With that in mind, here are some ways to boost your Parent Pride, and support other parents to do the same:
- Celebrate your parenting wins openly and unashamedly
- Document them on social media if that’s your thing, or in a diary so you can look back on them & feel proud
- Ask yourself, “What have I done with/for my child(ren) in the last week that I am proud of”?
- Point out to other parents what they’ve done that impresses you, however small, “Wow, you handled that really well, you stayed so calm, well done”
- Resist the urge to put yourself down (don’t follow the above with “I could never be that calm, I’d just explode!”)
- Talk to others about what you are doing right, not what you’re doing wrong
- Go beyond aesthetics and talk to parents about their children’s amazing speech, or fantastic dexterity, or awesome physical prowess – the things that took more effort to nourish than bonking and buying clothes
- Be respectful of other’s parenting choices, especially strangers – you don’t know their story
- Notice when other parents put themselves down, and pick them back up again – focus on the positives
- Be genuinely confident in your decisions – look at them critically, examine the evidence, apply it to your situation. Then if you have a wobble you can remember your reasoning.
- Accept that changing your mind is often a necessary part of parenting, and be proud that you’re strong enough and willing enough to change for your children if necessary.
- If you ever feel like you have made a mistake, remember that everything you’ve done was the best you knew how to do at that time. Be proud that you’re attentive enough to notice and make a change.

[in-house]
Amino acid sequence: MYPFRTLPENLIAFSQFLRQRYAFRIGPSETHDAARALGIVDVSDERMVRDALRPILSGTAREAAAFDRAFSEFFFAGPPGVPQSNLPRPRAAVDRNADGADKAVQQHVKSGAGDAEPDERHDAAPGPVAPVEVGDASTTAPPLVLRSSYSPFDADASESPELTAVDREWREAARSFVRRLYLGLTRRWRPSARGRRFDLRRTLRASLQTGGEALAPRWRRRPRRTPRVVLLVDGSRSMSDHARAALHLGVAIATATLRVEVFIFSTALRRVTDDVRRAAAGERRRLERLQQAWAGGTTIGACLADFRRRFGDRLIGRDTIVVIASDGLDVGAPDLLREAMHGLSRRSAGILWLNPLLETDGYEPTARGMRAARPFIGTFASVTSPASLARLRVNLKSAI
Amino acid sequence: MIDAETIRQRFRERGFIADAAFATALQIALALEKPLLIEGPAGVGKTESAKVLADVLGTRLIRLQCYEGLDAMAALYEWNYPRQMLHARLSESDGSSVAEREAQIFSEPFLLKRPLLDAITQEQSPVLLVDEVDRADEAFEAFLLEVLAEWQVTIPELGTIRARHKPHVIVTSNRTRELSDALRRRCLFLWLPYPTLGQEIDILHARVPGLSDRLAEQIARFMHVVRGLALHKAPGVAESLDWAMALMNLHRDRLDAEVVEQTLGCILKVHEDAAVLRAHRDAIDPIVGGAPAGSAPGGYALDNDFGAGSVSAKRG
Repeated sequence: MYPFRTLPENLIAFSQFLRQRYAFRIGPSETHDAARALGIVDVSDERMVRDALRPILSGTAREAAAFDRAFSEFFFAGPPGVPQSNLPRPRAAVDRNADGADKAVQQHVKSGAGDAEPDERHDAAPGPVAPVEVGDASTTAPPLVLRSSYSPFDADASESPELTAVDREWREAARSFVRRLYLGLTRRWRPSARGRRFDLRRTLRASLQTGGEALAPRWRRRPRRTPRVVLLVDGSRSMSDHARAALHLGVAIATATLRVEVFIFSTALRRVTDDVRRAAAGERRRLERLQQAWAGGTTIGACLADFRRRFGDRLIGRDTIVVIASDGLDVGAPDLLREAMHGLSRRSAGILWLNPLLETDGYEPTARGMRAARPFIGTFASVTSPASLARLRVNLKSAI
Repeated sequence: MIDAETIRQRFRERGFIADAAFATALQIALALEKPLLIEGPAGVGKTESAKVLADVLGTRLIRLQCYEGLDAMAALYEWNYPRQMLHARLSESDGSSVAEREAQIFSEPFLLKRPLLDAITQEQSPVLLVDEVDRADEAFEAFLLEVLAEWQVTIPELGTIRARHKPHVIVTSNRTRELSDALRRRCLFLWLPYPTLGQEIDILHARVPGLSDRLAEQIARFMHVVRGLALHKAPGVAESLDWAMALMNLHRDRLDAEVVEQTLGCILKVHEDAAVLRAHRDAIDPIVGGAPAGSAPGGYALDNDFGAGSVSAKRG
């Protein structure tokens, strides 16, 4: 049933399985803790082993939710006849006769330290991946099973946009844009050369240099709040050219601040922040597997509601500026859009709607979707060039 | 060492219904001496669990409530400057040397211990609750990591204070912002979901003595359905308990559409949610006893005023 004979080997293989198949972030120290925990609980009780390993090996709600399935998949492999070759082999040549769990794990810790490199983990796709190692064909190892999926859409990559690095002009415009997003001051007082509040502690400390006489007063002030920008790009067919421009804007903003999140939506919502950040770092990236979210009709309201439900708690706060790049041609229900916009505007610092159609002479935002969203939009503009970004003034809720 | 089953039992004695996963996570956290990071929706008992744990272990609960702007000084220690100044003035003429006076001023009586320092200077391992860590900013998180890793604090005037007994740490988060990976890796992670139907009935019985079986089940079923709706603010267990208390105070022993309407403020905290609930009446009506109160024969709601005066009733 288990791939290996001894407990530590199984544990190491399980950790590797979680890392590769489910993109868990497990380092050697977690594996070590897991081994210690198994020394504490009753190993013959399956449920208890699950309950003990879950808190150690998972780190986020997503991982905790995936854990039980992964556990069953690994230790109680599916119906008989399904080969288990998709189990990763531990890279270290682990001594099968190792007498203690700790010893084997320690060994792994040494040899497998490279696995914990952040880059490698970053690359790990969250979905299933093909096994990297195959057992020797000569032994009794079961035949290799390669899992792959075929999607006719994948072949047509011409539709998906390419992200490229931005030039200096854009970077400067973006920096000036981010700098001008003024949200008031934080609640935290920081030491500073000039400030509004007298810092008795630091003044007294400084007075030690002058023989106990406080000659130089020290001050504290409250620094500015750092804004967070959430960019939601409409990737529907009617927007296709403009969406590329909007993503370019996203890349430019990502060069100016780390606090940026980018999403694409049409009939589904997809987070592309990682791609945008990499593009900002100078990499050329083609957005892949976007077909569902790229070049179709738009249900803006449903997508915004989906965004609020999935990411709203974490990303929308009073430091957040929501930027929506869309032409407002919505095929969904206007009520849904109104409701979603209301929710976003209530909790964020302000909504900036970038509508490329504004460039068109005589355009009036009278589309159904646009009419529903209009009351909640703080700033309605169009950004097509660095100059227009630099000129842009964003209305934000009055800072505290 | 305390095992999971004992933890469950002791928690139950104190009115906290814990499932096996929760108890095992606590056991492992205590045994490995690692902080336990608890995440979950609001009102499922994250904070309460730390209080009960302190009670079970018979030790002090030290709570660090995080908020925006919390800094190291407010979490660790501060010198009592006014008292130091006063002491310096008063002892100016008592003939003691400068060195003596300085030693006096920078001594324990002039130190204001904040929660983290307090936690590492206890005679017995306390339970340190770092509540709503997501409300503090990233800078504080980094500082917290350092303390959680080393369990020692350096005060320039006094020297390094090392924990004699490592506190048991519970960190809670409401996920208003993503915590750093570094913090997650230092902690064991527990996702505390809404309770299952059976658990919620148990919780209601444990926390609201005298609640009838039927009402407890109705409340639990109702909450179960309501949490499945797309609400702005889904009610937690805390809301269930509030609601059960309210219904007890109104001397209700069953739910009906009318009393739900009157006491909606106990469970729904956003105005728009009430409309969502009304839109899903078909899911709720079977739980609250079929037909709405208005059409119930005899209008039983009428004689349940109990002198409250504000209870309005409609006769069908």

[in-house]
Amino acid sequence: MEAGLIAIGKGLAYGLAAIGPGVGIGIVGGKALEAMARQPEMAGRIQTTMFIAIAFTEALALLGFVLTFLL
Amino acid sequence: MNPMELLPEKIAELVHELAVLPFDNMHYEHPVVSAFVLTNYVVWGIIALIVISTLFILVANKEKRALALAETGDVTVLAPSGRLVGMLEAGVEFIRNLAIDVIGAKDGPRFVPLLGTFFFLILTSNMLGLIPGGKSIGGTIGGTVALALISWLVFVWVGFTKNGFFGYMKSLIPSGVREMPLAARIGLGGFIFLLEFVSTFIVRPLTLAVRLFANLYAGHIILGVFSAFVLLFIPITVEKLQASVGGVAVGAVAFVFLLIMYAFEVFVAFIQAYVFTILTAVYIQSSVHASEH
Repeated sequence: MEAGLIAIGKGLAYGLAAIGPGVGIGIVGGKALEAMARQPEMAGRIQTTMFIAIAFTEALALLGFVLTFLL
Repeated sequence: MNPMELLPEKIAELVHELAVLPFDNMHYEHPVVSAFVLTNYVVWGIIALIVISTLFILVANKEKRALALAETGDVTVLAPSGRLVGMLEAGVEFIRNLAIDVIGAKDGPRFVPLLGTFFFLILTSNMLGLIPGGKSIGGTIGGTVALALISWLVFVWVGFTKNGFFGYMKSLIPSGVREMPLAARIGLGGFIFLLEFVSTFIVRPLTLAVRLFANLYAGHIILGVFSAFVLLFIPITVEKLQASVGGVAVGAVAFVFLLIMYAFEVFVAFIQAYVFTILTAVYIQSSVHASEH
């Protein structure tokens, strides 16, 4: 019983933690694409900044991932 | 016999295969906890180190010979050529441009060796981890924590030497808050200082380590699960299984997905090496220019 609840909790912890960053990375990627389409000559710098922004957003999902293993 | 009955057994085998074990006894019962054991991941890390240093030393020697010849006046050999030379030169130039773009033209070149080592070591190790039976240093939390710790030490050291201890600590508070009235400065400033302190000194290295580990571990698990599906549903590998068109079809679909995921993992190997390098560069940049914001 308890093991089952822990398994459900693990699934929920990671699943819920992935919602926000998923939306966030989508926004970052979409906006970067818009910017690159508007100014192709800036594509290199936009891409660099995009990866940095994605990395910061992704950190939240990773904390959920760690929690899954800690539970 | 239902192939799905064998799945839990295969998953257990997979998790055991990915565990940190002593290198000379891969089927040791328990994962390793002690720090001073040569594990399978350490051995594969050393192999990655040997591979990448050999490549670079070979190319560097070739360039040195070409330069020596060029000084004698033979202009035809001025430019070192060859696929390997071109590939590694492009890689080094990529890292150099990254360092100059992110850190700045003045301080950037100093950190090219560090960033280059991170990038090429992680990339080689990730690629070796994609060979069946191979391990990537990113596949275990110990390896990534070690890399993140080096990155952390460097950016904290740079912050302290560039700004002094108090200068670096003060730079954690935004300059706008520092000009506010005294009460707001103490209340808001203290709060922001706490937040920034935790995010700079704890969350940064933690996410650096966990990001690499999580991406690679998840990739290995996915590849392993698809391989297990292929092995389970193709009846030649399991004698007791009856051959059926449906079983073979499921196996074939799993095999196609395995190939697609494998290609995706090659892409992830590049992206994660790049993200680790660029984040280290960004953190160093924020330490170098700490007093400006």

- If you are genuinely concerned about something another parent is doing, tell them gently and explain your reasons so they don’t get defensive. Accept that it is their choice when all’s said and done*.
- Look at your child every day, and when you feel that overwhleming sense of pride, send a little bit back your way – because YOU made that, and you’re helping them flourish.
Here’s your Parent Pride challenge:
Every day for the next week, log something that you’ve done as a parent that you’re proud of.
Log it on Twitter / Facebook / Instagram / a diary / notes on your phone – wherever you feel comfortable. It could be something you’ve done that day, like had a super successful baking session with your child, or it could be something from the past or something more general, like reaching your breastfeeding goal, or the fact your child loves brushing their teeth because you’ve always made a point of making it fun. Log it and keep it, and look at it when you need a boost.
If you post on social media, use the tag #parentpride, tag @L2MyDaughter on Facebook, Twitter & Instagram, and look out for other posts. Celebrate with other parents over their achievements and spread some love for all these other people that know pretty much what you’re going through.
You’re doing an amazing job – shout about it!
*Of course, if your concern is serious enough to be a safeguarding issue – seek professional avenues of support e.g. social services